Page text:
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Excessive High Heat Alert Issued for Niagara

Residents are Reminded to Protect their Health

  • Scheduling outdoor activities carefully. If you must be outside, plan your activities either before noon or in the evening. Rest frequently in shady areas.
  • Drinking plenty of fluids, unless fluid is restricted by one's physician.

Infants, children, the elderly, people with high blood pressure, people with heart and/or respiratory problems and those who work or exercise outdoors are at possible risk of developing heat-related illness.

Heat-related illness occurs in three stages: heat cramps, heat exhaustion and heat stroke. A person with heat stroke may feel confusion, dizziness, nausea, muscle swelling, heart disturbances and/or a headache. Other symptoms include seizure, unconsciousness and/or coma. Seek immediate medical attention for heat stroke.

The public is encouraged to call or visit friends and neighbours whose health is at risk due to the hot weather.

Steps to Minimize Heat-Related Illness

  • Never leave infants or young children in a parked car. Dress them in cool, loose clothing and shade their heads and faces with hats or an umbrella. Ensure that infants and children drink adequate amounts of liquids and that they are protected with sunscreen.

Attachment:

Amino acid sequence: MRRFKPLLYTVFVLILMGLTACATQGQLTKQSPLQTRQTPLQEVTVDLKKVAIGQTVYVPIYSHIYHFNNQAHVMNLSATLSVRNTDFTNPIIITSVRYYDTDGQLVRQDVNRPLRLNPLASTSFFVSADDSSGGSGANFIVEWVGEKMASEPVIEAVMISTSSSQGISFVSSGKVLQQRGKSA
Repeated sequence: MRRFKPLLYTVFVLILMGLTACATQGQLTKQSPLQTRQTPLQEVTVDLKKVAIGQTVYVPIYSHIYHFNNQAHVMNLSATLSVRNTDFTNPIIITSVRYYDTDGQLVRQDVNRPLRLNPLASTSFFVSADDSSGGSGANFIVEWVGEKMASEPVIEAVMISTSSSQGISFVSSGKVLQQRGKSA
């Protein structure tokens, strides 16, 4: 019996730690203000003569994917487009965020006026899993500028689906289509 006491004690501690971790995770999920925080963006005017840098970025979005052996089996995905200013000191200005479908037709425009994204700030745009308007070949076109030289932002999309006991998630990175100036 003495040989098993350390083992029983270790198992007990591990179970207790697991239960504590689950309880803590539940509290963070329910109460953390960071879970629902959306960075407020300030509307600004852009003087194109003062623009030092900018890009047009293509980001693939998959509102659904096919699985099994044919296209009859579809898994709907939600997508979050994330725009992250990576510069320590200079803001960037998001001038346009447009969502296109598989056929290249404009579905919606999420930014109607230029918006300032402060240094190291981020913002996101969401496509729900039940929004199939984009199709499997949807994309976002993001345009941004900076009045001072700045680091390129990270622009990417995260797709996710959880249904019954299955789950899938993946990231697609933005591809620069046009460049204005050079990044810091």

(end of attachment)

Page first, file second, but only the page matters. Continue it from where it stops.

• People over 65 years of age may not compensate for heat stress efficiently and are less likely to sense and respond to changes in temperature. Stay in cool areas and use air conditioning. When the temperature is in the high 90s or higher, a fan will not prevent heat-related illness. A cool shower or bath is more effective.

  • People who are unaccustomed to exercising in hot weather should start slowly and pick up the pace gradually. If exertion makes the heart pound and causes gasping, stop all activity, and rest in a cool area.

  • People who are overweight may be prone to heat sickness because of their tendency to retain more body heat. They should stay in cool areas and use air conditioning.

  • Any health condition that causes dehydration makes the body more susceptible to heat sickness. Consult your doctor.

  • For those at risk due to high heat and humidity, it is even more important to drink plenty of fluids, avoid overexertion, and get a doctor's or pharmacist's advice about medications taken for high blood pressure, depression, nervousness, mental illness, insomnia or poor circulation.
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